An easy way to identify foods low in these minerals is by avoiding those with meat, fish, and animal by-product meals. These meals are usually ground with bones and connective tissue intact, increasing the food’s mineral content.
Best Cat Food for Urinary Tract Hea

Best Cat Food For Urinary Tract Health: Our Top 7 Picks

#1 Overall Best: Tiki Cat Puka Puka Luau Succulent Chicken

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Product Info:

  • Protein: 16% min
  • Fat: 2.6% min
  • Fiber: 0% max
  • Life Stage: Adult
  • Type: Wet/Canned
  • Made In: United States

Water is everything when you’re feeding a cat prone to urinary tract disease and this food is sopping wet. It’s a consommé-style food that’s 80% moisture. Soft, succulent chicken is set in chicken broth with sunflower seed oil.

Because it’s made from chicken meat without a lot of bone or connective tissue, the food is relatively low in ash and shouldn’t increase your cat’s risk of developing urinary tract crystals. Its species-appropriate, meat-centric ingredient list keeps its pH within a carnivore-appropriate range.

With all the qualities we look for in a urinary diet, a generally carnivore-worthy ingredient list, and a history of deliciousness, this food is a good option whether your cat is prone to urinary tract issues or not.

Ingredients:

Chicken, Chicken Broth, Sunflower Seed Oil, Calcium Lactate, Dicalcium Phosphate, Potassium Chloride, Taurine, Choline Chloride, Salt, Magnesium Sulfate, Ferrous Sulfate, Thiamine Mononitrate (Vitamin B1), Vitamin E Supplement, Niacin (Vitamin B3), Zinc Oxide, Vitamin A Supplement, Biotin, Vitamin B12 Supplement, Manganous Oxide, Calcium Pantothenate, Copper Amino Acid Chelate, Riboflavin Supplement (Vitamin B2), Sodium Selenite, Pyridoxine Hydrochloride (Vitamin B6), Folic Acid, Potassium Iodide, Vitamin D3 Supplement.

Guaranteed Analysis

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Crude Protein: 16%
Crude Fat: 2.6%
Moisture: 80%
Ash: 1.6%

Dry Matter Basis

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Protein: 80%
Fat: 13%

Caloric Weight Basis

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Protein: 71.7%
Fat: 28.3%

Pros:

  • Species-appropriate ingredient list translates to appropriate pH levels
  • Moisture-rich food helps to keep the urinary tract healthy
  • Features highly-digestible chicken meat as the primary protein source
  • Free of any irritating additives
  • Low carbohydrate content

Cons:

  • Uses plant-sourced oil instead of animal fat
  • Doesn’t have any fiber sources

#2 Premium Pick: Nom Nom Chicken Cuisine Cat Food

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Product Info:

  • Protein: 18% min
  • Fat: 2.6% min
  • Fiber: 0.8% max
  • Life Stage: Adult
  • Type: Fresh
  • Made In: United States

This recipe from Nom Nom ticks all of our urinary health boxes and does a few things that other foods can’t. For starters, it’s moisture-rich, meat-based, and it doesn’t have too much ash.

The recipe features chicken muscle meat and organs as its primary ingredients. While it’s not a prescription diet, its meat-centric recipe and relatively low carbohydrate content should promote a healthy urinary pH.

In addition to nutritionally meeting our basic requirements, this Nom Nom food offers a level of service that you won’t get from many other brands.

The Nom Nom team includes feline nutrition experts ready to help you ensure that your cat’s diet meets his needs.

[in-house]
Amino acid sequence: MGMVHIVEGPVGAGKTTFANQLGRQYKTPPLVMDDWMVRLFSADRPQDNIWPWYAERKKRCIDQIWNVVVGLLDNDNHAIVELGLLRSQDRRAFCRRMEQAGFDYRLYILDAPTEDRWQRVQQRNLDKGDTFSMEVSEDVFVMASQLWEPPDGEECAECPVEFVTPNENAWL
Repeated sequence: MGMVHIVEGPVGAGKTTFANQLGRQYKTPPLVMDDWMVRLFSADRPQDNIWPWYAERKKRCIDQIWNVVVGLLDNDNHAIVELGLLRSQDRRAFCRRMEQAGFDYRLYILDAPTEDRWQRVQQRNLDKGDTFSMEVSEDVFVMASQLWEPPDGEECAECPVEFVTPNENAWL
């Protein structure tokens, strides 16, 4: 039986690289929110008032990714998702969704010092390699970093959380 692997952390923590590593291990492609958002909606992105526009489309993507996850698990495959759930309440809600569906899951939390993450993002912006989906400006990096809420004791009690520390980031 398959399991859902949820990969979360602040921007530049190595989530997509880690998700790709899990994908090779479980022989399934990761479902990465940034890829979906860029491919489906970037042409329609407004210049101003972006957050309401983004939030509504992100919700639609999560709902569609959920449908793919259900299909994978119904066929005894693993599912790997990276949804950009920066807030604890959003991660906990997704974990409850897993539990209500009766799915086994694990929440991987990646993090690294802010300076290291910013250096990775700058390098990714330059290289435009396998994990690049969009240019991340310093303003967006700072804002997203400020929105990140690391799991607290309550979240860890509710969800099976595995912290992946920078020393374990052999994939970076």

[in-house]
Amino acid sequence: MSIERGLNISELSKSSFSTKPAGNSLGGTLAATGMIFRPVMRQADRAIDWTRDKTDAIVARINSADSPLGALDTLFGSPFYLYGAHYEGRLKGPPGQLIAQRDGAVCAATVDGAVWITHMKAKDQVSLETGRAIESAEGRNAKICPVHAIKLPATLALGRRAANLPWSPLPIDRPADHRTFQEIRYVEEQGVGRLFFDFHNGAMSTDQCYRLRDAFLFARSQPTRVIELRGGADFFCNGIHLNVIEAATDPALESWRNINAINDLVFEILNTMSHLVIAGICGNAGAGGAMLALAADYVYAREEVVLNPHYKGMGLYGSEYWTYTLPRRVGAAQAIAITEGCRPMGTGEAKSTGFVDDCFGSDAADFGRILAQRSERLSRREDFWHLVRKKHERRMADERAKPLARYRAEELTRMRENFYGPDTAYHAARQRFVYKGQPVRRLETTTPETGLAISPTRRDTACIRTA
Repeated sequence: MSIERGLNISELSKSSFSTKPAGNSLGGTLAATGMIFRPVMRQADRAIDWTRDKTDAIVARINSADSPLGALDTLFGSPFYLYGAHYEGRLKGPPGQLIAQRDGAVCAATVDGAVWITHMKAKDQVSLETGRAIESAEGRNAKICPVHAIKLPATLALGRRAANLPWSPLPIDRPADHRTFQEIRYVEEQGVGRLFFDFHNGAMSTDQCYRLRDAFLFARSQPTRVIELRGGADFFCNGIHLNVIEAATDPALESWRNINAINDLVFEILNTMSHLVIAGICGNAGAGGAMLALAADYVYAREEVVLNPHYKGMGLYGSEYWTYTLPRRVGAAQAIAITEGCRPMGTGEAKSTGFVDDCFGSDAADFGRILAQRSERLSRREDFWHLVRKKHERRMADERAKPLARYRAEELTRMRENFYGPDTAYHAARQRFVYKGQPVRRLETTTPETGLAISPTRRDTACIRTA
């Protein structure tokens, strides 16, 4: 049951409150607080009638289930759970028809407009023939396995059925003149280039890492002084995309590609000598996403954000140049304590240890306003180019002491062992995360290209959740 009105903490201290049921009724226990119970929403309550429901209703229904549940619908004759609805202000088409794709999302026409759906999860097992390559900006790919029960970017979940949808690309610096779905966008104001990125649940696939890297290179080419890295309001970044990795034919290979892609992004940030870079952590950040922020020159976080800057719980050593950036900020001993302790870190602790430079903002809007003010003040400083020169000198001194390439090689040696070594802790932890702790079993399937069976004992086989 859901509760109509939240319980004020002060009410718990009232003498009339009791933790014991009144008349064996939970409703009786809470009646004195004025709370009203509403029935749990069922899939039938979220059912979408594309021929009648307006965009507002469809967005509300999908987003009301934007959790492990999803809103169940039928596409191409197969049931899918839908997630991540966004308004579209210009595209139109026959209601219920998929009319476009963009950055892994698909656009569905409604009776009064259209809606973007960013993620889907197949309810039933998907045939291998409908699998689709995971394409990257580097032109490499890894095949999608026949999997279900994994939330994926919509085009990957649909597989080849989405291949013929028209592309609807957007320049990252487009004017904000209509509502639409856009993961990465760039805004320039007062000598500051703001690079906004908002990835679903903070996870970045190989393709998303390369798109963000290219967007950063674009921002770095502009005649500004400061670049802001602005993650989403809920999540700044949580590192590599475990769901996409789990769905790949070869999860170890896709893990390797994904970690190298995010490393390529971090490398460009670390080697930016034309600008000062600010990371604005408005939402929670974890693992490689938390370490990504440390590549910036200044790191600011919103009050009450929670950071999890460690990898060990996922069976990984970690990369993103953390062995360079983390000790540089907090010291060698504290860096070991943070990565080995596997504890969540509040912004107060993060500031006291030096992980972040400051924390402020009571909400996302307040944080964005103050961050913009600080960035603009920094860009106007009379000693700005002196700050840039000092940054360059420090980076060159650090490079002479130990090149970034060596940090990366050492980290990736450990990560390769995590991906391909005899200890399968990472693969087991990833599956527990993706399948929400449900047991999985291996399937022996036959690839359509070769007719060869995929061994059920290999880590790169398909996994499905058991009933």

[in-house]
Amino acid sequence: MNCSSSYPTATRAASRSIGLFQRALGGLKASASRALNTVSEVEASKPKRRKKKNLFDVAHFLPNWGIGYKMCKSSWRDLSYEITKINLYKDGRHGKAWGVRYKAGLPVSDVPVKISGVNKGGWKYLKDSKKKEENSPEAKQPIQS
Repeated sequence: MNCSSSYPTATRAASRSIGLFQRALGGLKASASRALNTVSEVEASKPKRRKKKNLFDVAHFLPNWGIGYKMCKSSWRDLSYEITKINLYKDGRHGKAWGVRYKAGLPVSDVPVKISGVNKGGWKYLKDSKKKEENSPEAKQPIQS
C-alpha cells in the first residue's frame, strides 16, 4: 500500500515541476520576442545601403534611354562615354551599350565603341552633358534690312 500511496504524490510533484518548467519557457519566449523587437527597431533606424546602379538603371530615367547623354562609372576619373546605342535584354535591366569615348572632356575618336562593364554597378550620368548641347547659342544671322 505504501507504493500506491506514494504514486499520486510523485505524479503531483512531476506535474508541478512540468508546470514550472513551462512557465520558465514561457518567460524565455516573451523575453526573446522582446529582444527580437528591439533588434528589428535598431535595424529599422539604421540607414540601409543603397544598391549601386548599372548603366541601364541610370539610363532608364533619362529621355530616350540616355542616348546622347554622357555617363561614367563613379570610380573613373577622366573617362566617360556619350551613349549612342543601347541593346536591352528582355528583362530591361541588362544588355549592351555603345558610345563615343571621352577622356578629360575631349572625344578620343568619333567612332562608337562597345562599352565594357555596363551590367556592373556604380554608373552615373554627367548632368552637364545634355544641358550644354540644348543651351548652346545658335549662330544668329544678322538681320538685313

If you’re not sure whether or not the food is the right choice for you, the team is ready to give personalized advice, even offering to review your cat’s latest bloodwork and communicate with your veterinarian.

Between its custom-portioned pouches and attentive customer support, this brand is a good choice for those who make personalization a priority.

Ingredients:

Chicken, chicken liver, carrots, spinach, dicalcium phosphate, calcium carbonate, salt, taurine, choline bitartrate, zinc gluconate, ferrous sulfate, vitamin E supplement, copper gluconate, manganese gluconate, thiamine mononitrate (vitamin B1), selenium yeast, riboflavin (vitamin B2), vitamin B12 supplement, cholecalciferol (source of vitamin D3), potassium iodide.

Guaranteed Analysis

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Crude Protein: 18%
Crude Fat: 3%
Crude Fiber: 0.8%
Moisture: 73%

Dry Matter Basis

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Protein: 66.67%
Fat: 11.11%
Fiber: 2.96%
Carbs: 19.26%

Caloric Weight Basis

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Protein: 59.04%
Fat: 23.9%
Carbs: 17.06%

Pros:

  • Has a relatively species-appropriate ingredient list
  • Rich in moisture
  • Appears to be relatively low in ash
  • Free of any irritating additives
  • Relatively low carbohydrate content

Cons:

  • Contains several plant-sourced ingredients
  • Requires a subscription

#3 Best Affordable: WholeHearted All Life Stages Canned Cat Food

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Product Info:

  • Protein: 10% min
  • Fat: 2.0% min
  • Fiber: 1.0% max
  • Life Stage: All Life Stages
  • Type: Wet/Canned
  • Made In: United States

Though you could pay less for dry food, it would fail to satisfy the biggest requirement of food for urinary tract health—moisture content.

This food meets all of our requirements for the best cat food for urinary tract health while boasting one of the lowest prices in the industry. It’s almost identical to the Tiki Cat food in our first place position with a few key differences. Aside from being significantly cheaper than the Tiki Cat food, it contains xanthan gum as a thickener and tuna oil instead of sunflower seed oil.

The food is species-appropriate, moisture-rich, and a crowd pleaser. With highly-digestible chicken taking center stage, this appears to be a highly-digestible, low-ash food that can help to keep your cat healthy.